The dodo (Raphus cucullatus), an extinct flightless relative of the pigeon has today come to symbolize the stupid, clumsy or obsolete. A new study on the dodo’s island home of Mauritius in the Indian Ocean, however, paints a much different picture of this unusual bird as an intrepid survivor on par with the giant tortoise for its resiliency.
The dodo’s large size and inability to fly were adaptations that allowed this bird to survive some of the most hostile conditions and climactic events imaginable. Only in the 1600s did a force more deadly than extreme drought and volcanic eruptions lead to its extinction: humans.
Image right: Painting of a dodo head by Cornelis Saftleven. Done in 1638, this painting may be one of the last illustrations made of a live dodo. (Image from Boijmans Museum, Rotterdam)
In a recent paper in the journal “The Holocene” a team of scientists detail the extreme conditions that caused the death of some 500,000 animals on Mauritius during the mid-Holocene at around 4000 years ago. The evidence is a thick bed of fossil bones on Mauritius that spans an area of about 5 acres—the site of a former freshwater lake bed. The fossil layer is dominated by the remains of thousands of dodos and giant tortoises, as well as many small reptiles and flying birds.
Image left: Dodo bone in a matrix of mud, seed and other fossils excavated in a dry lake bed on the Island of Mauritius. (Image copyright Kenneth Rijsdijk/Dodo Research Programme)
Using radiocarbon dating of the bones, oxygen isotope analysis of geologic features on Mauritius and nearby islands, and the study of the island’s water table, the scientists determined the animals died during an extreme drought that lasted several decades. “Dodos, tortoises, lizards and other animals gathered here because the lake was one of the few sites on the island with fresh water,” says Hanneke Meijer, an ornithologist at the Smithsonian’s National Museum of Natural History and one of the paper’s co-authors.
“It is evident that a lot of animals suffered and died during this period, and their populations were greatly reduced,” Meijer continues, “but no species, including the dodo, went extinct during this extreme drought.” Fossil evidence reveals that “all animals were still living and the island’s ecosystem was intact at the time humans arrived in the 1600s.”
Image right: The excavation site on the island of Mauritius where the remains of some 500,000 animals were found, victims of an extreme drought some 4,000 years ago. (Image copyright Mikel Rijsdijk/Dodo Research Programme)
The dodo was resilient, and perfectly adapted to the island’s habitat, Meijer explains. “The island had no predators or carnivores and the dodo had no need to flee, so it lost its ability to fly. It received a reputation as stupid because it did not flee from humans” and human-introduced predators after they arrived at the dodo’s home in the 1600s.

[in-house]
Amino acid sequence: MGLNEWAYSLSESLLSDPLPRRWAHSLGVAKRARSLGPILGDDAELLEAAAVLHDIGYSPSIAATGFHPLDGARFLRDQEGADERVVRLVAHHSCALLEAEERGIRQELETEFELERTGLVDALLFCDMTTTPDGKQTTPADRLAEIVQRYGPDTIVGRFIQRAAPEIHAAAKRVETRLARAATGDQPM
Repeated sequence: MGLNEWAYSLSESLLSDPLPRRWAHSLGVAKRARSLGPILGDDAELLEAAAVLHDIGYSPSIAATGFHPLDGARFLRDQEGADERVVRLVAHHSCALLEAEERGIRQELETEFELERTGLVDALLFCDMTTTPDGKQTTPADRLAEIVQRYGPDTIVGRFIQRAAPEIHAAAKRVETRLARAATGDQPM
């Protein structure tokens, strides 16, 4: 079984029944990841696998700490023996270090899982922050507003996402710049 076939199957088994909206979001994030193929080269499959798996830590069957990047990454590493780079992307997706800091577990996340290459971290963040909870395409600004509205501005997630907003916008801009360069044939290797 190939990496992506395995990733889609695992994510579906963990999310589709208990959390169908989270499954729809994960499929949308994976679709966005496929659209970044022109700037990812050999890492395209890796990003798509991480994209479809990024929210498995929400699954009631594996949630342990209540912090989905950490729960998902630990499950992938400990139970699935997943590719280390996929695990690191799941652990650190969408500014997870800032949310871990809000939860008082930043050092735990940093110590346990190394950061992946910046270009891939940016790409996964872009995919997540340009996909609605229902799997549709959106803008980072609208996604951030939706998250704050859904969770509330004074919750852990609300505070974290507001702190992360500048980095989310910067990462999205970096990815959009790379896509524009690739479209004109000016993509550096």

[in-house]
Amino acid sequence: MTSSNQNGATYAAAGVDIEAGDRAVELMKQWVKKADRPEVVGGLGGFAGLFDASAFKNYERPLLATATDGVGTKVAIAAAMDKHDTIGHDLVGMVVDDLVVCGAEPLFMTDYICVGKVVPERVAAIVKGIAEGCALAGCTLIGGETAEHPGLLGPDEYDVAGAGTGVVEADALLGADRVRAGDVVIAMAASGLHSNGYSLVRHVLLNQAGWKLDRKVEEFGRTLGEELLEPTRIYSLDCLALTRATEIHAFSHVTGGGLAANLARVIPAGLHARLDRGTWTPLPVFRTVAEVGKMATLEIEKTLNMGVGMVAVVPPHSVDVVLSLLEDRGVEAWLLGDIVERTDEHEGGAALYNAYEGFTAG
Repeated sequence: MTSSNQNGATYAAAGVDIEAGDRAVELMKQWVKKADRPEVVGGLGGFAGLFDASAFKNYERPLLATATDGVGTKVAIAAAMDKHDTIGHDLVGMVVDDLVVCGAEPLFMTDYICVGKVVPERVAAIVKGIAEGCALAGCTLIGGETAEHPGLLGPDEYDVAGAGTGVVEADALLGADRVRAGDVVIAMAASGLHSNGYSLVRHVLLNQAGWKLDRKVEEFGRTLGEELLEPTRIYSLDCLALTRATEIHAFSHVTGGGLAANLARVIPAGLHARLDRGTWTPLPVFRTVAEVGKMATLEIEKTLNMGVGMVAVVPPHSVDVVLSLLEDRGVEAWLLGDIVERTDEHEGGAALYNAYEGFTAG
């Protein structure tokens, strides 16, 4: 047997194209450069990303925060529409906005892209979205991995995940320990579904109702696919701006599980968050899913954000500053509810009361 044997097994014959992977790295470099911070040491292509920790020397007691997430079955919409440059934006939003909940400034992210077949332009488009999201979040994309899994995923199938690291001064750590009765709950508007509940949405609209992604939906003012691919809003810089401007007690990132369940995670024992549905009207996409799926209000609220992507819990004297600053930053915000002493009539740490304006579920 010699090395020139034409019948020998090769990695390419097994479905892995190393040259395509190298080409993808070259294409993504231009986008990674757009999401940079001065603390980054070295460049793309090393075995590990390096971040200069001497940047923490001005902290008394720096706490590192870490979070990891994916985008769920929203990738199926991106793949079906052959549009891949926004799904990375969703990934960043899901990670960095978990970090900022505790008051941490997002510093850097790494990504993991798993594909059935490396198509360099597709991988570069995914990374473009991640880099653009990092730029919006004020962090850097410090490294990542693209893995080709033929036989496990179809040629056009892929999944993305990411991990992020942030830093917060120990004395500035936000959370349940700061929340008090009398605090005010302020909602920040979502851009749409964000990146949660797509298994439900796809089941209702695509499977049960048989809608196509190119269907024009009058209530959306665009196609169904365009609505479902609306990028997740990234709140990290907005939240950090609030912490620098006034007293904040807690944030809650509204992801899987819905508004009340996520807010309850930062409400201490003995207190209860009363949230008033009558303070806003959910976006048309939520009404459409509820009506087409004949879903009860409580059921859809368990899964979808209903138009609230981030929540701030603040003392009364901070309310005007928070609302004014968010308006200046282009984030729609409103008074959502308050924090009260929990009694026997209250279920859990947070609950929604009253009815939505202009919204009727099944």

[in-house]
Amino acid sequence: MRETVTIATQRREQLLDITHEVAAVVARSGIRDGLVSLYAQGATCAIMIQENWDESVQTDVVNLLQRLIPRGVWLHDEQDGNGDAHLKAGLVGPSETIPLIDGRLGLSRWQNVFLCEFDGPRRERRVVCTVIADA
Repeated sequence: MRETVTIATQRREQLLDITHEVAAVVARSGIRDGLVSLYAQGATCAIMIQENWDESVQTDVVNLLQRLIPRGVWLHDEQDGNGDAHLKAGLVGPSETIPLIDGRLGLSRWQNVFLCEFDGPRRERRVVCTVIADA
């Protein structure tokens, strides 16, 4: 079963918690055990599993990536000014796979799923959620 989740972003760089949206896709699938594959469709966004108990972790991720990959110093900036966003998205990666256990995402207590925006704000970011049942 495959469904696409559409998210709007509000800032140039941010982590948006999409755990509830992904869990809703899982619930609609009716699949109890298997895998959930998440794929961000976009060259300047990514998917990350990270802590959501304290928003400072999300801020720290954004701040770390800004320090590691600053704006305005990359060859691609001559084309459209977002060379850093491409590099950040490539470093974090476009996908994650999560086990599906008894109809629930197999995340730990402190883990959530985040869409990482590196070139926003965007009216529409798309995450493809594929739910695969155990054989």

Today, Meijer says, the forest cover on Mauritius has been reduced by 98 percent with only a few patches of original forest remaining. Considerable resources have been directed to preserving the island’s few remaining endemic species, such as the Mauritian kestrel. (The island’s giant tortoises went extinct in the 1800s when Dutch trade ships filled their holds with these long-lived animals to use as fresh meat on long voyages to and from Indonesia. “Mauritius was a popular stop because it provided fresh water and lots of food,” Meijer says)
Image left: Researchers at the Mauritius Island excavation site sieving excavated mud for small bones, teeth and plant remains. (Image copyright Mikel Rijsdijk/Dodo Research Programme)
Should another extended drought occur similar to the mid-Holocene event, it is very likely the remaining endemic species on Mauritius would not survive as the environment is so degraded. “Even many of the native plant species in the few remaining forest patches would probably perish,” Meijer says.
“With modern climate change scientists are very interested in how island animals adapt, as their ability to move to less disturbed areas is limited,” Meijer explains. “It has always been thought that animals on islands are particularly sensitive to climate change.” In the case of the dodo and other species on Mauritias, this new study reveals an island population highly resilient to climate change.
The article “Mid-Holocene (4200 kyr BP) mass mortalities in Mauritius (Mascarenes): Insular vertebrates resilient to climatic extremes but vulnerable to human impact,” appeared recently in the scientific journal “The Holocene.” (Rijsdijk, K.F., Zinke, J., de Louw, P.G.B., Hume,J.P., van der Plicht, J., Hooghiemstra, H., Meijer, H.J.M., Vonhof, H.B., Porch, N., Florens, F.B.V., Baider, C., van Geel, B., Brinkkemper, J., Vernimmen, T. & Janoo, A., 2011. Mid-Holocene (4200 kyr BP) mass mortalities in Mauritius (Mascarenes): Insular vertebrates resilient to climatic extremes but vulnerable to human impact. The Holocene, doi:10.1177/0959683611405236)
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